It looks like a classic epileptic seizure – a grand mal, when patients fall to the floor convulsing or, less often, they show the odd behaviours or fogged attention that can signal a complex-partial spell.
But for some people, what appears to be epilepsy has its roots largely in psychological distress, says neuropsychologist Jason Brandt, rather than in the abnormal electrical discharges that underlie the brain disease. These patients – as diverse as returning war veterans, mothers in child-custody battles or overextended professionals – have psychogenic non-epileptic seizures, known as PNES, an epilepsy-mimicking disorder.
Psychogenic non-epileptic seizures accounts for a surprisingly high number of mistaken hospital diagnoses. More than a third of patients admitted to the inpatient epilepsy monitoring unit at Johns Hopkins for treatment of intractable seizures, for example, have PNES rather than epilepsy.
“We sorely need effective treatments for PNES,” said Dr. Brandt, but that requires a clearer idea of the condition.
Psychiatrists class PNES as a “conversion disorder,” one in which patients unconsciously convert emotional dysfunction into physical symptoms. The specifics of what prompts this are fuzzy, however. Some assume, for example, that patients have suffered severe physical or sexual abuse, though evidence for that is thin. Others claim that stress plays a major part, but how much stress and what kind? “We all have stress,” Dr. Brandt said. “Why is it only some develop PNES?”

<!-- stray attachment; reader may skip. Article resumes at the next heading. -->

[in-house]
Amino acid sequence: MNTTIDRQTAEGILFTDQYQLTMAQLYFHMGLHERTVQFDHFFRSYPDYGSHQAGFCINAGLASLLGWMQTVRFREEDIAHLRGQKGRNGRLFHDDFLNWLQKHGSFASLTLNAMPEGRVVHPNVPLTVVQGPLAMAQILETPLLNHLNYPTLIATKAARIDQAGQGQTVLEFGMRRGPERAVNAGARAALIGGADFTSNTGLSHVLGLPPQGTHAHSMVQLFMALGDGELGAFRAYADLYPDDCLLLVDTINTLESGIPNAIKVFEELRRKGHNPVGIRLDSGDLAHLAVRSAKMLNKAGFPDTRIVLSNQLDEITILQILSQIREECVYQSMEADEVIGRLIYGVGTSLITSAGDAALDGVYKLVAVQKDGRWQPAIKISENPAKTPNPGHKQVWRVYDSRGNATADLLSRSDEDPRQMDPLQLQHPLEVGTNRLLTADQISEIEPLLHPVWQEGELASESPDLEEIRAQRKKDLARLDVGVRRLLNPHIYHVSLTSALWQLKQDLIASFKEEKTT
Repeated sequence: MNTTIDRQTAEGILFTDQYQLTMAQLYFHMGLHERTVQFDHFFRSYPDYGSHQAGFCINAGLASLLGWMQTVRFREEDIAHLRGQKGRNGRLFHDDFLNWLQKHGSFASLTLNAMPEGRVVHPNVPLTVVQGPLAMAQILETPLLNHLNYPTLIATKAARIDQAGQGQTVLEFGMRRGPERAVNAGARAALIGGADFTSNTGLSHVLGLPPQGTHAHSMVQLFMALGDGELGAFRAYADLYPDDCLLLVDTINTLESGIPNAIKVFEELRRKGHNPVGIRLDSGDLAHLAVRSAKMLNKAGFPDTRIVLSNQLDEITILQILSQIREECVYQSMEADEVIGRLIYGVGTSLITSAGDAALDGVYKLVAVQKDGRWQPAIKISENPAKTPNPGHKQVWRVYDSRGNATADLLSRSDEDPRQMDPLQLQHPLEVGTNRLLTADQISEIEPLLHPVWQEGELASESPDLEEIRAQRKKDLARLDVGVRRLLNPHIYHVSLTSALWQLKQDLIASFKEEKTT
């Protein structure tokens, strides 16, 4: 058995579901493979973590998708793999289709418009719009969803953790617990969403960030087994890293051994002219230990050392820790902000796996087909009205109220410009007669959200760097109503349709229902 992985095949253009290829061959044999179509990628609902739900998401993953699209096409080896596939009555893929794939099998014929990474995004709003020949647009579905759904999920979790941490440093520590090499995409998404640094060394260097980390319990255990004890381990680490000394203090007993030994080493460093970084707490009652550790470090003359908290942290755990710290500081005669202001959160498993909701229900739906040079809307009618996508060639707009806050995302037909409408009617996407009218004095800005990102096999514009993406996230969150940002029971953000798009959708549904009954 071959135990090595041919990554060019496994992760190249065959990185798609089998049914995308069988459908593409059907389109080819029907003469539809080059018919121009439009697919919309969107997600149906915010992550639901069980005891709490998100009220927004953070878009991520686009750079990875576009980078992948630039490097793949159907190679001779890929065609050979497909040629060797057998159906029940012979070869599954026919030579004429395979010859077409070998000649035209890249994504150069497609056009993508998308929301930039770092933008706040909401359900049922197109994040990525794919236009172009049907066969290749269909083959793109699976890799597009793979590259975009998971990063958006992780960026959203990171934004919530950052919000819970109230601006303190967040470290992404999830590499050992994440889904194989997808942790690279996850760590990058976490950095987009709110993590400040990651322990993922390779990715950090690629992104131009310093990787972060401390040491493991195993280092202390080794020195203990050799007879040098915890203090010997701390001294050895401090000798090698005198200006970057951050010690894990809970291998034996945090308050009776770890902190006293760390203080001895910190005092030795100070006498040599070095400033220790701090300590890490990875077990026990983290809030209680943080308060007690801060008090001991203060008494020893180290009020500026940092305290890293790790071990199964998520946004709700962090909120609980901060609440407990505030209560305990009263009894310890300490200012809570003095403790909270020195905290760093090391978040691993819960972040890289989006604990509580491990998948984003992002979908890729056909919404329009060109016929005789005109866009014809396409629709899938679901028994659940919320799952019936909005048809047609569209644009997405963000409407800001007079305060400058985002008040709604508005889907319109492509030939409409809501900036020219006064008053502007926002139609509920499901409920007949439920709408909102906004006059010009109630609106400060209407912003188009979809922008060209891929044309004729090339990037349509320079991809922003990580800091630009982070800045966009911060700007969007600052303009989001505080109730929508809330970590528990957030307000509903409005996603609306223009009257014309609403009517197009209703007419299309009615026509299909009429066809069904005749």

To help find answers, he and neurologist and psychologist colleagues compared 40 patients with PNES, 20 with epilepsy and 40 healthy controls. All took a standard survey to reveal how many stressful events were experienced in the past five years. The nature of each stressor – health-related, work- or family-based and so on – was also noted, as was its relative severity and how much stress it caused. Patients also reported ways they’d typically cope with life’s rough spots.
“What we found was that the stresses of life aren’t more numerous or severe for people with PNES than for others in the study. It turns out, though, that they’re much more distressed by what they experience, especially by matters having to do with work, health, social or legal affairs,” Dr. Brandt said.
Also, patients don’t cope well. Those with PNES were less likely to plan a course of action to counter what’s troublesome in life, often suppressing it.
Knowing the results of the study can help clinicians fine-tune psychotherapy for the disorder, Dr. Brandt said.
And hugely important: A better idea of how distinct it is from epilepsy means patients are less likely to undergo unnecessary and often harmful treatment for the wrong disorder.
Article republished courtesy of Johns Hopkins Newsletters as part of Mental Health Month.